Parrots Respond to Canned Laughter and Give Each Other High Fives!
New research has revealed that kea parrots start to exhibit playful behaviour when exposed to a parrot version of canned laughter. In a study led by Raoul Schwing of the University of Veterinary Medicine in Vienna, keas were played 5-minute recordings of exuberant wild keas and the laughter proved to be incredibly infectious!
Contagious Parrot Laughter
The birds were seen to spontaneously burst into bouts of playful behaviour when they heard the recordings and became the first avian species to be observed responding to laughter-like sounds. The keas began to perform acrobatic loops and exchanged high fives in mid-air. They threw objects to each other and generally displayed what appeared to be emotionally contagious behaviour.
When the recording stopped, the birds quickly calmed down and went back to what they had been doing!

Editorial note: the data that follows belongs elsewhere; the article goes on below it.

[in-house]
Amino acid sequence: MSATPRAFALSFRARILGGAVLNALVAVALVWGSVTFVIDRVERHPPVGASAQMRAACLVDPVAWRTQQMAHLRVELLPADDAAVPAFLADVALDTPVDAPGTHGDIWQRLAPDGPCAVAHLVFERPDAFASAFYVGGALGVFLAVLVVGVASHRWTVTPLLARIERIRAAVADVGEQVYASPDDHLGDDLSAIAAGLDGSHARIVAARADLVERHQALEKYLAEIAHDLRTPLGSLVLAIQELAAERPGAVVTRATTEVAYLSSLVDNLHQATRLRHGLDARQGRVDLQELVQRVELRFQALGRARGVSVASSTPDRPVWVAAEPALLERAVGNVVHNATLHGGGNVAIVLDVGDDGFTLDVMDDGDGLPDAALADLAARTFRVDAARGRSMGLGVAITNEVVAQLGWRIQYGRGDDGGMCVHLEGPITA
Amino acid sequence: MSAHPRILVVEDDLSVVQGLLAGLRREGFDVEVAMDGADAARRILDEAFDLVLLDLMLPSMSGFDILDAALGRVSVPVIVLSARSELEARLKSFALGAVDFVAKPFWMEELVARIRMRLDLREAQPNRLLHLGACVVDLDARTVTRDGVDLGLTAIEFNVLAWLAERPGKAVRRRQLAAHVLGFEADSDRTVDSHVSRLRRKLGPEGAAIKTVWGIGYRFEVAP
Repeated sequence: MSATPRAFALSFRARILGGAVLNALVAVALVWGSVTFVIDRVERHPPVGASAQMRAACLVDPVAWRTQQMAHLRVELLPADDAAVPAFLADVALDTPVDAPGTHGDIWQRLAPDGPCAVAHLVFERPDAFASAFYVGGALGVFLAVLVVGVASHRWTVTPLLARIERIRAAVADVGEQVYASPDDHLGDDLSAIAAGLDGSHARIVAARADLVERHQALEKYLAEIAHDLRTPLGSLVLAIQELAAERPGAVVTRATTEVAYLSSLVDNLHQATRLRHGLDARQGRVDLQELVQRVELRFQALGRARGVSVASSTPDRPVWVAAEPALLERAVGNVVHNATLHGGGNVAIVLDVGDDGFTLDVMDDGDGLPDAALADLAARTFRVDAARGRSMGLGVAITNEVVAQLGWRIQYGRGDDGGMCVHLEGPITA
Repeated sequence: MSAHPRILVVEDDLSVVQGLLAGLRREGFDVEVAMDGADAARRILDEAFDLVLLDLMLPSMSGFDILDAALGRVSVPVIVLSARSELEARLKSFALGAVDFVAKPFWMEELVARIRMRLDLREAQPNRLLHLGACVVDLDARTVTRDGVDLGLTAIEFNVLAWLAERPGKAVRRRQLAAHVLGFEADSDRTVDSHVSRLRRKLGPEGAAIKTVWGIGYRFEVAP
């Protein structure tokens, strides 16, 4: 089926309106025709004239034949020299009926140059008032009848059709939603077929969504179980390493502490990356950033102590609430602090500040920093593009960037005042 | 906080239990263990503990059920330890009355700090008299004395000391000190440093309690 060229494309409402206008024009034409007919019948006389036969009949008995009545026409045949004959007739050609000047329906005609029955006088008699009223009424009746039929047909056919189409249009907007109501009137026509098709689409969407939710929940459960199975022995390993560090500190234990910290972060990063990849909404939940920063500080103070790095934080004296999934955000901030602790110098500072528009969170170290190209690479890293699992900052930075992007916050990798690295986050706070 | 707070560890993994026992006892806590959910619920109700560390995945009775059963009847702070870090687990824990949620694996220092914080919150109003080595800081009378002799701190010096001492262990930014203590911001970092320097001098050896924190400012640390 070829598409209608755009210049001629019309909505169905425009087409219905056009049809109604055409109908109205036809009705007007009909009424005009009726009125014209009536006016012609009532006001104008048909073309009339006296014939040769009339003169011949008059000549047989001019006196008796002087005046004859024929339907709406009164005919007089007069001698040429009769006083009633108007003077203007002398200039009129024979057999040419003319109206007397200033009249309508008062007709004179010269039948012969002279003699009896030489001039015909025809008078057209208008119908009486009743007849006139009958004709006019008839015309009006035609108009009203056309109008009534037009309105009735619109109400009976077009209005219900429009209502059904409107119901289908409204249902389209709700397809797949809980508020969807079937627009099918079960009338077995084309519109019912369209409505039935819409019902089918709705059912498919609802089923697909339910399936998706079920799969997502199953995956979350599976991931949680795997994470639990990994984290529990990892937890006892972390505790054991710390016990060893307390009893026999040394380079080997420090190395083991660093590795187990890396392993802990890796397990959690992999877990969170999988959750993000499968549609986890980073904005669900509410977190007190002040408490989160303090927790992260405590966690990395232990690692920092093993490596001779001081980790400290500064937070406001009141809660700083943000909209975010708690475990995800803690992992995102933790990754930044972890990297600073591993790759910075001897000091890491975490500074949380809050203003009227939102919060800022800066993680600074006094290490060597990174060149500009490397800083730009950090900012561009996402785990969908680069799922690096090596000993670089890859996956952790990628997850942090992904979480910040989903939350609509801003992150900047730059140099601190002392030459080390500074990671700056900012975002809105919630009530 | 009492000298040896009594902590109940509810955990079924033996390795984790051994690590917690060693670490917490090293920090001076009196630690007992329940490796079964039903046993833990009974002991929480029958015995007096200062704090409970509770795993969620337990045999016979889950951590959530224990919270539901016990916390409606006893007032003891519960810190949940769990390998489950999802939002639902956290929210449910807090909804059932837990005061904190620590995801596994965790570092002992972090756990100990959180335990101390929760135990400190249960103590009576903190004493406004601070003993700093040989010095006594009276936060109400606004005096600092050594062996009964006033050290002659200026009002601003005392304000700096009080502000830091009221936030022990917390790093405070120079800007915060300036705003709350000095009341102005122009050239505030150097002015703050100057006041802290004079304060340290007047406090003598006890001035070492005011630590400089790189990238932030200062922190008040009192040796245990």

Keas were already known to be playful characters but the distinctive warbling that they make has now been shown to inspire the equivalent of infectious laughter in people.
New Zealand Tests
Raoul Schwing and his team conducted 60 tests in New Zealand. The birds were played the warbling sound in addition to other animal sounds and their response to each was observed. Only when they heard the warbling would the birds become so excited and playful.
Schwing says that the bird’s behaviour shows closer similarities with the excitable behaviour that can spread amongst young children than with the adult response to a joke. Until now, the only animals which have been seen showing this type of emotional response have been chimpanzees and rats which are more closely related to humans than birds.
The scientific community has shown great interest in the study’s findings. There will almost certainly be more research into this subject as spontaneous exhibitions of play have been noted anecdotally in mammals including dogs. By understanding these emotional responses better, we can gain greater insight into how the different species on the planet have evolved and how their minds operate. An improved understanding of animals’ responses to audible stimulation helps us to understand our own.